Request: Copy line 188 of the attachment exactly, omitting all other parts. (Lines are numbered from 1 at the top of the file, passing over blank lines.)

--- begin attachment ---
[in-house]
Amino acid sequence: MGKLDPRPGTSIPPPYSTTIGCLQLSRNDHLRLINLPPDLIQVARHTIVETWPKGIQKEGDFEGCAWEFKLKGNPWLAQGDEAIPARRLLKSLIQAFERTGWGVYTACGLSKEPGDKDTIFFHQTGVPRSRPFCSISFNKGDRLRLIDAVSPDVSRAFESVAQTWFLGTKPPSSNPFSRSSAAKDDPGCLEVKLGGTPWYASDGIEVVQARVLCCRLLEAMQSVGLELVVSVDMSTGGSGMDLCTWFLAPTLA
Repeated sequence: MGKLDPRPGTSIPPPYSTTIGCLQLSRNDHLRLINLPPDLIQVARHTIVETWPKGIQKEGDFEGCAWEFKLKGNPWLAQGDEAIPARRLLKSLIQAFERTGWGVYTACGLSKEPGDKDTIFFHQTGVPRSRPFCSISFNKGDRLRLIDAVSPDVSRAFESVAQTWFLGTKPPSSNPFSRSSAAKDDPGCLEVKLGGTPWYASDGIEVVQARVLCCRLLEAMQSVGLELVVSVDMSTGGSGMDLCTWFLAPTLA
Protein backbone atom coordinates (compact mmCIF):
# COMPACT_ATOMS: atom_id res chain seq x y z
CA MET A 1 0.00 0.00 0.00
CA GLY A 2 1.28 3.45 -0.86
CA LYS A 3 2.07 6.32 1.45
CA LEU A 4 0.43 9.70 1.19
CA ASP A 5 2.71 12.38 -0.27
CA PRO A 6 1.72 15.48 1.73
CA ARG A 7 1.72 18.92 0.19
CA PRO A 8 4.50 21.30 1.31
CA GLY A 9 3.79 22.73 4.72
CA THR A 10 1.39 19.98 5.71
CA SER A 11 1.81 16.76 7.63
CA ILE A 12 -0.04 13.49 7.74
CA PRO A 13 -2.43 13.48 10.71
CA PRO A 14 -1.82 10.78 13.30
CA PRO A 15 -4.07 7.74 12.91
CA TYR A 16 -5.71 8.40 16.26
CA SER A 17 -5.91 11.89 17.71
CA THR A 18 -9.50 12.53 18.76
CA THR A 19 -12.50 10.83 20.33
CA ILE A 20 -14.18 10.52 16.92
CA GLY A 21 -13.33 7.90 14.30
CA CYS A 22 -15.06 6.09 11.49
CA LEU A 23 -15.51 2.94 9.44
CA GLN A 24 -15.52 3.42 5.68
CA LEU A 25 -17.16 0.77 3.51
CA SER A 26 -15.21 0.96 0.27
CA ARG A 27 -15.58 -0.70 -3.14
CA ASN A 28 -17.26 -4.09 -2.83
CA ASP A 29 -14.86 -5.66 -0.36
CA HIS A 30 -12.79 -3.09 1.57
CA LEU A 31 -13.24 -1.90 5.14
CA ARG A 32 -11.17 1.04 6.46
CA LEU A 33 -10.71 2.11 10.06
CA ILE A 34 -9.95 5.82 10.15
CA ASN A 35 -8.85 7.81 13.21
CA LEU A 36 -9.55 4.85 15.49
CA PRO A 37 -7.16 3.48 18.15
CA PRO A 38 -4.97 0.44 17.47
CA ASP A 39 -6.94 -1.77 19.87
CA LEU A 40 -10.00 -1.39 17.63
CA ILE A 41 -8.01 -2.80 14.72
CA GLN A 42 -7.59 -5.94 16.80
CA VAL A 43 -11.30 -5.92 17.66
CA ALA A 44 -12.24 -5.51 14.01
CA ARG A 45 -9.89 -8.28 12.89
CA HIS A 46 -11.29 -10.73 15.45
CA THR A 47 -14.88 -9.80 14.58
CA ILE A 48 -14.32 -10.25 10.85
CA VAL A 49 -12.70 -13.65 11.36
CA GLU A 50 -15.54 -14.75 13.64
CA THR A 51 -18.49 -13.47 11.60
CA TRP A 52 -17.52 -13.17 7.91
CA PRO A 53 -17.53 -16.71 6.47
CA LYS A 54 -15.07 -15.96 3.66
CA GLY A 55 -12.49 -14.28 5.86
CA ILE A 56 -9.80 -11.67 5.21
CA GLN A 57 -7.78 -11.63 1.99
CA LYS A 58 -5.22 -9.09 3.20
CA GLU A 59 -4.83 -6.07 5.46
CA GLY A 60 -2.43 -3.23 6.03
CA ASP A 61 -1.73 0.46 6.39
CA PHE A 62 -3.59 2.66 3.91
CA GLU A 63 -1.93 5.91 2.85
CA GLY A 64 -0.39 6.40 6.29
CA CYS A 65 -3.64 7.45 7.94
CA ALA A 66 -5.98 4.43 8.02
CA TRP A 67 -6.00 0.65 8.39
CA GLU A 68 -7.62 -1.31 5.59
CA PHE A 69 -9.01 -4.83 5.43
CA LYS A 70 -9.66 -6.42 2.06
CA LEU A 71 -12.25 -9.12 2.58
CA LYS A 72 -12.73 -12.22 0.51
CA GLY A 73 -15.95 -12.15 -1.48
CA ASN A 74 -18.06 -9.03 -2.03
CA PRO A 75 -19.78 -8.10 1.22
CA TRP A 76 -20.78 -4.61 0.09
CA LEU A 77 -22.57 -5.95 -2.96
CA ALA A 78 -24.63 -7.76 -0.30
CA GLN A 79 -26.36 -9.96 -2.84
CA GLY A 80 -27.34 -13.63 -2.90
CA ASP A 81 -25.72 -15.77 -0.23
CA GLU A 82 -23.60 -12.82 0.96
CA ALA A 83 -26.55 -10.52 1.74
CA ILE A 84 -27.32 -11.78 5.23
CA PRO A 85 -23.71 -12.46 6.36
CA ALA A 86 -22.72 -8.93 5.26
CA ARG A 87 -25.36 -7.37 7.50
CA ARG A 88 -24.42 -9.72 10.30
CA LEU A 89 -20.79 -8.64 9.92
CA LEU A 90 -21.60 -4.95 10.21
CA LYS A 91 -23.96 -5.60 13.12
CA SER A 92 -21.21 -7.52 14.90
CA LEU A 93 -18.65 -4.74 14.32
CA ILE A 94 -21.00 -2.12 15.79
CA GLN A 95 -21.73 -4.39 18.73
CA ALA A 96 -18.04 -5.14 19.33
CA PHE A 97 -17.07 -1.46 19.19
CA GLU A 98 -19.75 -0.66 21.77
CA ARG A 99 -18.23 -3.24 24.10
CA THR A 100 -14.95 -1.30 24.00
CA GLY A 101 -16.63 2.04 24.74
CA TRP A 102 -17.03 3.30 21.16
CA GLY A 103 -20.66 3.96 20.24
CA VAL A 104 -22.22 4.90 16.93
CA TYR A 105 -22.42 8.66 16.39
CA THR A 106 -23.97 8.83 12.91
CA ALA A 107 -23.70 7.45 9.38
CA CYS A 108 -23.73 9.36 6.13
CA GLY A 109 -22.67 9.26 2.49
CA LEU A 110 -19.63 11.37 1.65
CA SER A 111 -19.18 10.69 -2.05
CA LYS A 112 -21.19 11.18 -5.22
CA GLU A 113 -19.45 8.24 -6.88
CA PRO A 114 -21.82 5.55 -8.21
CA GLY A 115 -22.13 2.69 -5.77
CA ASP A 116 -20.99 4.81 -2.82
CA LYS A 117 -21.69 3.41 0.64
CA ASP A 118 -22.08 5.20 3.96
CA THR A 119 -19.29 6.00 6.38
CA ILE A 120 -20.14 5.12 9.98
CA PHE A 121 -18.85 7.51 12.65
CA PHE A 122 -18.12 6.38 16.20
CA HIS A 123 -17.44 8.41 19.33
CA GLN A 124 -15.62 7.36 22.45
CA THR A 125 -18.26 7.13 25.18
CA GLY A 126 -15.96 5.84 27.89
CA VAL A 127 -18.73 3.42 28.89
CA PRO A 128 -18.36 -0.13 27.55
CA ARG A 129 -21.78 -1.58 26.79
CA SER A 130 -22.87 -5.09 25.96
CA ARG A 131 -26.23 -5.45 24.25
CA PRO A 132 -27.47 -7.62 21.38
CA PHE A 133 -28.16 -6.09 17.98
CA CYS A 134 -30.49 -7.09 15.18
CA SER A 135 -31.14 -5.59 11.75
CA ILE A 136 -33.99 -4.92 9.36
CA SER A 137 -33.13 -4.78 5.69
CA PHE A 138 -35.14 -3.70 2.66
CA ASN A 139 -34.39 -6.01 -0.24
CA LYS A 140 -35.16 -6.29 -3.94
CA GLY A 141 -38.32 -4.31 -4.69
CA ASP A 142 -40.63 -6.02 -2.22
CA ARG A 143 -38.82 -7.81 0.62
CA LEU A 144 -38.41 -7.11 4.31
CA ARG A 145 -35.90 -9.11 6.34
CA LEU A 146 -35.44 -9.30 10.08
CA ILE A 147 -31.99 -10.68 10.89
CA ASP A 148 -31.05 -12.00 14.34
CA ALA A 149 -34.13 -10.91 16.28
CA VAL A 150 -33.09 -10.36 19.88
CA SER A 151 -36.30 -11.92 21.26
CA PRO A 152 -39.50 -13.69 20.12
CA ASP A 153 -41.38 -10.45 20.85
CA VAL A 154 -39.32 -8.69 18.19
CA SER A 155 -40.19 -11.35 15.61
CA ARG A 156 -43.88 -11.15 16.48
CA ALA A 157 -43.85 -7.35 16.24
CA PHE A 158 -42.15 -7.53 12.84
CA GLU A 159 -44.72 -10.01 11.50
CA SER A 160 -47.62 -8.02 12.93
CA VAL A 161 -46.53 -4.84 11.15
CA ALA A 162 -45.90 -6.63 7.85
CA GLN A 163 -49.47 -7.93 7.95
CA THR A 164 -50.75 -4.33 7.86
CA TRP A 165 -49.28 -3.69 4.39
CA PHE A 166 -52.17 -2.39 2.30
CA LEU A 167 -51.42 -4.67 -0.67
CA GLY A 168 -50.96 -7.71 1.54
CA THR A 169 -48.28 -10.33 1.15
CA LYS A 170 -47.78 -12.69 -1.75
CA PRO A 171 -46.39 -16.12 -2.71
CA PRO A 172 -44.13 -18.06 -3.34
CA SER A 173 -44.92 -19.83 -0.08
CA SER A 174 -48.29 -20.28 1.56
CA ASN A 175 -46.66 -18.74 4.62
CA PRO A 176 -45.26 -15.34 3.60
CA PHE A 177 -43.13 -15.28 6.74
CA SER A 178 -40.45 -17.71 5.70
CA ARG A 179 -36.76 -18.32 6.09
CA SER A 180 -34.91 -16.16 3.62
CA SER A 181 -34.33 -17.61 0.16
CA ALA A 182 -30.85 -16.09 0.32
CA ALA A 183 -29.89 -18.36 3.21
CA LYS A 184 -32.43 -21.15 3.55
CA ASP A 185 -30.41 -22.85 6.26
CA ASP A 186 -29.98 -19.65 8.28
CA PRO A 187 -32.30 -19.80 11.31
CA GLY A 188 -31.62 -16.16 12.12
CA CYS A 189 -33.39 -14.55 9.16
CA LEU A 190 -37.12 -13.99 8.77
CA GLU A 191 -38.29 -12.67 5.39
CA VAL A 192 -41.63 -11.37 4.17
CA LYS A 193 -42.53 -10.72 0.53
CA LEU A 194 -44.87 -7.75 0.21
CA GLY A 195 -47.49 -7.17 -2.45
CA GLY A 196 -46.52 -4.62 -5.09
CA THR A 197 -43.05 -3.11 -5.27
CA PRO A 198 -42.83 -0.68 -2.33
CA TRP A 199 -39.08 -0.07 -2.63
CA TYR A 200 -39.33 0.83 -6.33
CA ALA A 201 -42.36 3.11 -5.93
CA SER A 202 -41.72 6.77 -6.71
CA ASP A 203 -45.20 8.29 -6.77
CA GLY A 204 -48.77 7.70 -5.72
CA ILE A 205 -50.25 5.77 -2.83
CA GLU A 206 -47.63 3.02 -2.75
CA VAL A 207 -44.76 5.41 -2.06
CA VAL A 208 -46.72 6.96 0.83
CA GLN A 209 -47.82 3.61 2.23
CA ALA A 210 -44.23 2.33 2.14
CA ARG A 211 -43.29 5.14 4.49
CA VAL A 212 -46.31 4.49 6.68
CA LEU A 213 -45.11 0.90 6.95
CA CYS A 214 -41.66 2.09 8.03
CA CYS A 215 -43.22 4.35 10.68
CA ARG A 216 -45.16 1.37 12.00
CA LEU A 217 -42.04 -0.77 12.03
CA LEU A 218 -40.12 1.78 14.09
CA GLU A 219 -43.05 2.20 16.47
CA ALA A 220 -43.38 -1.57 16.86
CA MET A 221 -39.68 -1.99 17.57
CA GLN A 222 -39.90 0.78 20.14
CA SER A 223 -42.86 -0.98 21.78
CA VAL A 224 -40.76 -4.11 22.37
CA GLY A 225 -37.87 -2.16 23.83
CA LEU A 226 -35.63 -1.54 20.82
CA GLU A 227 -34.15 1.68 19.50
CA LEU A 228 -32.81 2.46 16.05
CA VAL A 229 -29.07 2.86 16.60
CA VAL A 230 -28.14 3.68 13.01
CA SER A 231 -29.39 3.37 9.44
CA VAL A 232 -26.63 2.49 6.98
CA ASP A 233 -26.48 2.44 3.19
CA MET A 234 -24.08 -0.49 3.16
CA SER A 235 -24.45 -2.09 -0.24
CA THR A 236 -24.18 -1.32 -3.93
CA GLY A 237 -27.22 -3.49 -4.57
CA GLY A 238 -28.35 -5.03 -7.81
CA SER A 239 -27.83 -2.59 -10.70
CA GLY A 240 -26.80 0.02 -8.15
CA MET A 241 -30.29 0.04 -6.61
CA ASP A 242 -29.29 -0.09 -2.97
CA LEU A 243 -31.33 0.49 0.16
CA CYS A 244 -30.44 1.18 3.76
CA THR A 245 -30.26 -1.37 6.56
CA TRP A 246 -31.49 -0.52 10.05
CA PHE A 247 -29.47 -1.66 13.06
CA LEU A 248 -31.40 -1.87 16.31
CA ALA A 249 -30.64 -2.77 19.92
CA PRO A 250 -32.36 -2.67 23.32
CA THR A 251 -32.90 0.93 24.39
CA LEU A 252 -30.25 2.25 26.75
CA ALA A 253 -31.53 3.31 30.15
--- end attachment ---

CA ALA A 183 -29.89 -18.36 3.21